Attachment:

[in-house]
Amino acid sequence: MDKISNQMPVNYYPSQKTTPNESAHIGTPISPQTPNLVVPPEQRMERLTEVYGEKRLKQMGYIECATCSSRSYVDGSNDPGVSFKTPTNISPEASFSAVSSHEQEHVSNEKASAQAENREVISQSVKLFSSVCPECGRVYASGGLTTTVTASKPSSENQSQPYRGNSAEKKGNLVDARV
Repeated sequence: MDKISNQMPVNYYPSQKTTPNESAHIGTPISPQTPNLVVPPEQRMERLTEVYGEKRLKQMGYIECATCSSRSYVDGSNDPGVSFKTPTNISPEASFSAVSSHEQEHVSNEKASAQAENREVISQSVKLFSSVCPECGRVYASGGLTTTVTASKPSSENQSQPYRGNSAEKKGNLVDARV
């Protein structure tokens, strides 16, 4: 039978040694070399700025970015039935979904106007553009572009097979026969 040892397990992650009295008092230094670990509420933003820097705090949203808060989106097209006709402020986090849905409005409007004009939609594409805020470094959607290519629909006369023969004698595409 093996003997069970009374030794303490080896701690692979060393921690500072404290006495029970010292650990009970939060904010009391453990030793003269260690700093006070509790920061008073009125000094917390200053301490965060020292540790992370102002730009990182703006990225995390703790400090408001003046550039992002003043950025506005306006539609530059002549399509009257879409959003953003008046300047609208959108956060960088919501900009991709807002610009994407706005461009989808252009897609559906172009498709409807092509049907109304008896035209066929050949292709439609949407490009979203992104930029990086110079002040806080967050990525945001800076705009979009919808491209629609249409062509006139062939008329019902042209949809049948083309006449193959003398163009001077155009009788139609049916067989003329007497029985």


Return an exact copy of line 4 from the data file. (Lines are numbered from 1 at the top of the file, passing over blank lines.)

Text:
């Protein structure tokens, strides 16, 4: 039978040694070399700025970015039935979904106007553009572009097979026969 040892397990992650009295008092230094670990509420933003820097705090949203808060989106097209006709402020986090849905409005409007004009939609594409805020470094959607290519629909006369023969004698595409 093996003997069970009374030794303490080896701690692979060393921690500072404290006495029970010292650990009970939060904010009391453990030793003269260690700093006070509790920061008073009125000094917390200053301490965060020292540790992370102002730009990182703006990225995390703790400090408001003046550039992002003043950025506005306006539609530059002549399509009257879409959003953003008046300047609208959108956060960088919501900009991709807002610009994407706005461009989808252009897609559906172009498709409807092509049907109304008896035209066929050949292709439609949407490009979203992104930029990086110079002040806080967050990525945001800076705009979009919808491209629609249409062509006139062939008329019902042209949809049948083309006449193959003398163009001077155009009788139609049916067989003329007497029985």